I realize it’s not ideal, but everyone needs to improvise during these unusual times. A bar owner in Syracuse is going to start a beer truck, just like the old time ice cream trucks. He expects to start rolling next week.

I’m stunned. It’s a beautiful thing, showing the market adapting to swift and radical changes. I’m just stunned the fascist liquor laws permit it. New York isn’t terrible when it comes to liquor laws, but I don’t think it’s a free-for-all, either. I’m under the impression that New York liquor restrictions are average (Pennsylvania and Massachusetts, incidentally, are supposedly the worst). A rolling bar, reminiscent of GKC’s Flying Inn, would not be permitted in Michigan, whose laws are pretty bad but probably not in the Nazi top ten.

This beer truck highlights the need for fewer laws. Laws are ham-handed. The free market is nimble. Society, culture, nature . . . they’re all nimble: constantly changing. We need an economy that matches it. The top-down economy of legislative control, with one actor at the top making the … Read the rest


Comedy and the F Word

Hats off to the Mormons. They’ve taken comedy to a cleaner level: Dry Bar Comedy. I’ve downloaded the app. I’ll let you know soon how I liked it. If the comedians are half as funny as Ryan Hamilton, it’ll be great.

The problem is, Ryan might not be considered “clean” by all people. He talks about smoking crack (not him, but a bum on the subway), drinking (not him, but everyone around him), and other topics that the censorious often don’t want whispered, much less joked about. The people inclined to censor are too often the people without a robust sense of humor, the people who say “What about the children” every time they hear something they don’t like. I’m guessing the app creators, though, have a robust sense of humor so they’ll allow such things as long as the comedian isn’t endorsing it.

I, regrettably, often find humor in a well-placed obscenity, but our language has been saturated with it to the point of obsolescence.

Back in the 1950s and Lenny Bruce, the “F word” resonated by itself, just for the shock value. As culture “progressed,” it was funny when slipped in to emphasize a point. By about the 1990s, it needed to be used cleverly in order to be funny (as one friend of mine put it, “When I use the F-word, it’s a work of art”). Today, it has lost all resonance in and of itself. It can still invoke laughter when used with other words, but by itself? Rarely, if ever, can it be funny . . . gerund or adjective, whispered or yelled.

Obscenity is the language of the semi-literate. That doesn’t mean the highly literate don’t use it (ten pound dumbbells are used by weaklings, but strong … Read the rest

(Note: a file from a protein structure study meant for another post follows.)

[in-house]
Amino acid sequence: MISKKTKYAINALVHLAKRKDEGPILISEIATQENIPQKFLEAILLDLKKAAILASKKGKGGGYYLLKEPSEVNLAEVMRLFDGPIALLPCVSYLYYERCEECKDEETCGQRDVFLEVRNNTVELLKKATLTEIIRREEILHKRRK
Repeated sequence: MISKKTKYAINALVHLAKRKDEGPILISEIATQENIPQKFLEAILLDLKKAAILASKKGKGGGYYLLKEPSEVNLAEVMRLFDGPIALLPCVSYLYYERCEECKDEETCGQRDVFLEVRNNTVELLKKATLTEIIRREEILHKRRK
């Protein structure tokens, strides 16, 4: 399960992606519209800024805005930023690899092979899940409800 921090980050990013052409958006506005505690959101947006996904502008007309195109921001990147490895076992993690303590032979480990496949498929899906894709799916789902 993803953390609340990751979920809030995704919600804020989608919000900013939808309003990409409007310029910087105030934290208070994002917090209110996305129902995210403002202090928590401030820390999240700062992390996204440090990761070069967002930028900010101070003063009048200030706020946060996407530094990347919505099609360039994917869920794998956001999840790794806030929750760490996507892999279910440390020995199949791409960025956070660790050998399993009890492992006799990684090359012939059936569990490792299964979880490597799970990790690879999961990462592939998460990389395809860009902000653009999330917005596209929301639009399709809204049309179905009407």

The Flees

The Corona and the College

One thing is certain: City dwellers are fleeing municipal areas and flocking to the countryside. Link, link, and more links.

And presumably bringing cases of Corona with them.

Yeah, it’s not cool. I’ve always been a little bit annoyed with city dwellers who go to the countryside to “get away from it all” and, by coming, bringing “it all” with them: the crowds, the traffic, the noise. My postage stamp of America gets quite a bit of city traffic during the summers, but it’s not bad. The increase actually adds to the spice of the area. But in more touristy areas, like northern Michigan? It’s awful.

Regardless of your feelings about municipal areas contaminating the countrysides with whatever–cars, cacophony, Corona–you have to admit one thing: It highlights our need for an electoral college instead of a popular vote.

A strong nation needs separate parts and all the parts need to be strong. We need vibrant cities, but we also need vibrant rural areas. We need commercial centers, but we need to feed those centers. We need the creative stimulation of urban living, but we need the relaxing calm of the country.

If the municipal areas can appoint their preferred president every four years, they will reap the benefits of government. Federal dollars will flow almost exclusively to the cities to the detriment of the rural areas, leaving the rural areas weak.

Moreover, it simply wouldn’t be right and would be, I believe, illogical. The rural areas are rural because the nation wants them to be rural in order to grow the food that the cities need, to provide the get-aways urbanites want, to be a safety valve when city life gets dangerous. They simply can’t be urban if we want to … Read the rest

Lockdown Tuesday

1929 Redux?

That’s my new shed. The siding on the front portion is clear, giving it a greenhouse effect. It’s not very big. The “greenhouse” side is about 90 square feet, but that’s big enough to hold ten large self-watering containers and an assortment of smaller pots, plus tools, supplies, and a small gardening book library. It has vents and even a poor man’s temperature control: On a sunny 50-degree day, I can “set” the thermostat to 95,75, 65, or 55, based on the combination of doors I leave open.

It has it all.

Now I’m just waiting for a bum to start sleeping in it. Folks are already talking about this as the next Great Depression, and I’m not sure they’re wrong.

One thing I do know, however: Things will never be the same. Now, that could be a good thing or a bad thing, but the folks with the guns (the government) never let a good crisis go to waste. I gotta believe we’re looking at huge social engineering as a result of this, with the federal government taking over large swaths of the economy and exerting even more control. We’ve seen it before; we’ll see it again. The ruling class always takes what it can, by force if necessary, but when the people are scared, they’ll just give it away.

I highly recommend the work of Amity Shlaes in this regard. She is “the man” (she’ll forgive that metaphor). I’m on a book-buying moratorium for Lent (I gave up Amazon as one of my penances), but I’m practically drooling over her Great Society: A New History. Based on one review, I think it starts with the Marxist Frankfurt School’s efforts to undermine America through the intellectual classes (once Marxism gave up on workers ever joining … Read the rest